What’s your clamshell-defeater of choice — besides, of course, ordering from Amazon with their “worry-free” packaging offerings?

Open It! Via Amazon [What’s This?]
OpenX Via Amazon [What’s This?]
Aviation Snips Via Amazon [What’s This?]


33 Responses to TM Wisdom: Opening Clamshell Packaging

  1. Ray says:

    Dollar store snap-blade knives. You can usually get 3-4 per package, and did I mention the price? Just lightly score the plastic and pull it apart.

  2. Bare hands, and gnashing of teeth. But in all seriousness, the Skil Powercutter is pretty awesome for this type of stuff.

  3. brett says:

    Fixed blade drywall knife and a pair of telco snips. Knife for the plastic and the snips are used for cutting the tie downs like a lotta kids toys have.

  4. Erich says:

    It’s a bit odd, but I often use my can opener. Just clamp it inside the seal then wind around the package. The cutting disc cuts right through the plastic and the clamshell opens right up.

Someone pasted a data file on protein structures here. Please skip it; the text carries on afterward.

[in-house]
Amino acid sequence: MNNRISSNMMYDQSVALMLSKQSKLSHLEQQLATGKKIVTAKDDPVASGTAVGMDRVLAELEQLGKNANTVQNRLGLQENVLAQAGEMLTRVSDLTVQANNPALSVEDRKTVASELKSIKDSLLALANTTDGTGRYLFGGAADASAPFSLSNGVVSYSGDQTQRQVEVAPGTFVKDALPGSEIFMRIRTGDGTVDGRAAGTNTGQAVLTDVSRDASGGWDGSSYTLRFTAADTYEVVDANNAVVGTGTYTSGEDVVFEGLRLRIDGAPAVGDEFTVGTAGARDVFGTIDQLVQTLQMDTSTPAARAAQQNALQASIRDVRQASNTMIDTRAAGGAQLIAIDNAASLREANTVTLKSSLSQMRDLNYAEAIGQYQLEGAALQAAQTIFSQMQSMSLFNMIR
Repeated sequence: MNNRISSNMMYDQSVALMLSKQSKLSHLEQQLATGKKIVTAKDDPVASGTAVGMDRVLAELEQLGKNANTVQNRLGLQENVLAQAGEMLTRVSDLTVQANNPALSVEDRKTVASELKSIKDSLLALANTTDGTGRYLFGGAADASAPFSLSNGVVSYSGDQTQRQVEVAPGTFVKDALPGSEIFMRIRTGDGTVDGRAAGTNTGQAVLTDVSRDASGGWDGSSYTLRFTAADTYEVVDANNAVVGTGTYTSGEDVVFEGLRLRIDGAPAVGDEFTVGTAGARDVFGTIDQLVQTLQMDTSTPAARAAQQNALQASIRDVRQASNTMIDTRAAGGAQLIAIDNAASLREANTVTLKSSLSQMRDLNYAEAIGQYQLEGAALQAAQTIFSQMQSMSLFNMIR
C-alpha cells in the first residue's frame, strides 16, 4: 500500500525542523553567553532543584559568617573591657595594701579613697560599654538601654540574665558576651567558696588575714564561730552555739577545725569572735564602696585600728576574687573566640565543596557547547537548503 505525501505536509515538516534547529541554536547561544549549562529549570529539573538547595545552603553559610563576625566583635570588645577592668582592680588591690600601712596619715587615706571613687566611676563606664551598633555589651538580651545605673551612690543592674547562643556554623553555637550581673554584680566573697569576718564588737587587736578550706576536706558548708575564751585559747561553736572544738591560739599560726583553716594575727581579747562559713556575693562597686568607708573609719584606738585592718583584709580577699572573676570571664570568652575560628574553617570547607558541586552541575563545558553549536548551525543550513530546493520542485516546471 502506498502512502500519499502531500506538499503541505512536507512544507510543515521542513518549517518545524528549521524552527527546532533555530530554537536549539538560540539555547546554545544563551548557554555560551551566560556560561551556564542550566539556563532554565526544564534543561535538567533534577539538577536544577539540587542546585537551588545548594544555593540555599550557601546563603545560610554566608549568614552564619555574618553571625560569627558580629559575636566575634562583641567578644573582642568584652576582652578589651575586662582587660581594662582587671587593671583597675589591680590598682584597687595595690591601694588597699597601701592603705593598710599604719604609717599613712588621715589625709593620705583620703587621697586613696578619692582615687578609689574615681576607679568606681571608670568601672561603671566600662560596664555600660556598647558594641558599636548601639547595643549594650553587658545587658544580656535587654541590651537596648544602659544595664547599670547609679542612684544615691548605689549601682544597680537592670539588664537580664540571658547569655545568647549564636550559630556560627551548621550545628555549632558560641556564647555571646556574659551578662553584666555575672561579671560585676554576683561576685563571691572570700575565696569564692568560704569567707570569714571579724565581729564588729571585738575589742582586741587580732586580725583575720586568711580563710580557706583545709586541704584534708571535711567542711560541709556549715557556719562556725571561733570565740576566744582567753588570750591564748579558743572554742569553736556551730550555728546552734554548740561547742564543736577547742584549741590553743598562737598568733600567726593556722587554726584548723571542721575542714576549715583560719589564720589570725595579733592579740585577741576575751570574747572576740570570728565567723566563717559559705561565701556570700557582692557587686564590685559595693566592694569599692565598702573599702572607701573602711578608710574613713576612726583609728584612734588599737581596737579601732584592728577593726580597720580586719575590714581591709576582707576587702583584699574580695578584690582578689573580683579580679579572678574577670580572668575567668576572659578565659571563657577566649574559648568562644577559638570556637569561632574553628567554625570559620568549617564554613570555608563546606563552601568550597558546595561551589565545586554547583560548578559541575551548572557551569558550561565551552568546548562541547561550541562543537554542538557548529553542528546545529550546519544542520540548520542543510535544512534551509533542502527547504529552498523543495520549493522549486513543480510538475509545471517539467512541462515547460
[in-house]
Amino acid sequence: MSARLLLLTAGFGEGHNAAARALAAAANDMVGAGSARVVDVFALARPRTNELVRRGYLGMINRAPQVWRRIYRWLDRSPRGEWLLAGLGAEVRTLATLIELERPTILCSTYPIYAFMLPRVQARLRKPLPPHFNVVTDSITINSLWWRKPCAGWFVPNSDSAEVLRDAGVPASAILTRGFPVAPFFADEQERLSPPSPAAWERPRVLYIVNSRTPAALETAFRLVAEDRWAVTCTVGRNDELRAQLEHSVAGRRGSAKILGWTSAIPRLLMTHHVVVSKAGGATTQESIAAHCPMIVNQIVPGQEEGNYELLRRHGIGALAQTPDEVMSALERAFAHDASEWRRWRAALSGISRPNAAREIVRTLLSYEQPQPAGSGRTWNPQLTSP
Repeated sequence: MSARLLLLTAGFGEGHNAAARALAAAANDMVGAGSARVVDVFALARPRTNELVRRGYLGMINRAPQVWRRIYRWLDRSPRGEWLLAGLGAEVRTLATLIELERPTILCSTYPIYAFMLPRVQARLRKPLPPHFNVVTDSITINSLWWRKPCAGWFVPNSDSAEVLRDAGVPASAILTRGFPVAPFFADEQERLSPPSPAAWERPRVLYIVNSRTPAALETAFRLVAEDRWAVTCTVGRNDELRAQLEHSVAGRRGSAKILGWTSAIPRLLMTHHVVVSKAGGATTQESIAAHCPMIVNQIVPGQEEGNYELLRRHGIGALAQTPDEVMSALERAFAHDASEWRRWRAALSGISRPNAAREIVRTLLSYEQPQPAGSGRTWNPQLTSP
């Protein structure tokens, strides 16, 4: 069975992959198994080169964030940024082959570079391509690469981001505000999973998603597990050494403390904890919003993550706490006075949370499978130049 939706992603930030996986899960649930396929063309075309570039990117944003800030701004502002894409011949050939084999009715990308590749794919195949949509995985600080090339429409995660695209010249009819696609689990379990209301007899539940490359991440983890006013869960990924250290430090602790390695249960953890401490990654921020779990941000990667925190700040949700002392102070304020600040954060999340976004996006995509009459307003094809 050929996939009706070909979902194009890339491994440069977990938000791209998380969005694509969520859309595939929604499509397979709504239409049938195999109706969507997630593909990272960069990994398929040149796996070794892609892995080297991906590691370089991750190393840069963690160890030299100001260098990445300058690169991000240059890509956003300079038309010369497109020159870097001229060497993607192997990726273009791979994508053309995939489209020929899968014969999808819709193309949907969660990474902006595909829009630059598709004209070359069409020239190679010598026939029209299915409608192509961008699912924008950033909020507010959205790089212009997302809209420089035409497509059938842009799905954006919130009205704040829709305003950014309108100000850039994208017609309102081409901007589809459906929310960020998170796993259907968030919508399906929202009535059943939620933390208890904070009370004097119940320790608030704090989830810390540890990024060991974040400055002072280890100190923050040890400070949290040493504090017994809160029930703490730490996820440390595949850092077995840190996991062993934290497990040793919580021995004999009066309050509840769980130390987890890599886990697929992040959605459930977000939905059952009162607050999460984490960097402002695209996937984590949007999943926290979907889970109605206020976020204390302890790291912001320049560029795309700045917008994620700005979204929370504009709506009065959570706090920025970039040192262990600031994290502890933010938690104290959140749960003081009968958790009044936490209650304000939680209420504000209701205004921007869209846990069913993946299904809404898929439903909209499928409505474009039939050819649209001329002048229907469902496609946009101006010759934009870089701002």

5. Simon says:

    Olfa Heavy Duty Scissors (Home Depot used to carry these)

  6. Steven Bone says:

    I solved the problem by not purchasing items packaged in this manner. The Microsoft Wireless Mouse 6000 packaging is a perfect example of the correct way to do a clamshell packaging – simple pre-perforated cuts, no tools required.

    • Sean says:

      This is the only way to handle it. Vote with your dollars and they will have to follow or die. I’ve bought several items that incorporate several methods of opening the clamshell that maintain integrity till you want to open it.

      No more blood sacrifice!

  7. Dale Chayes says: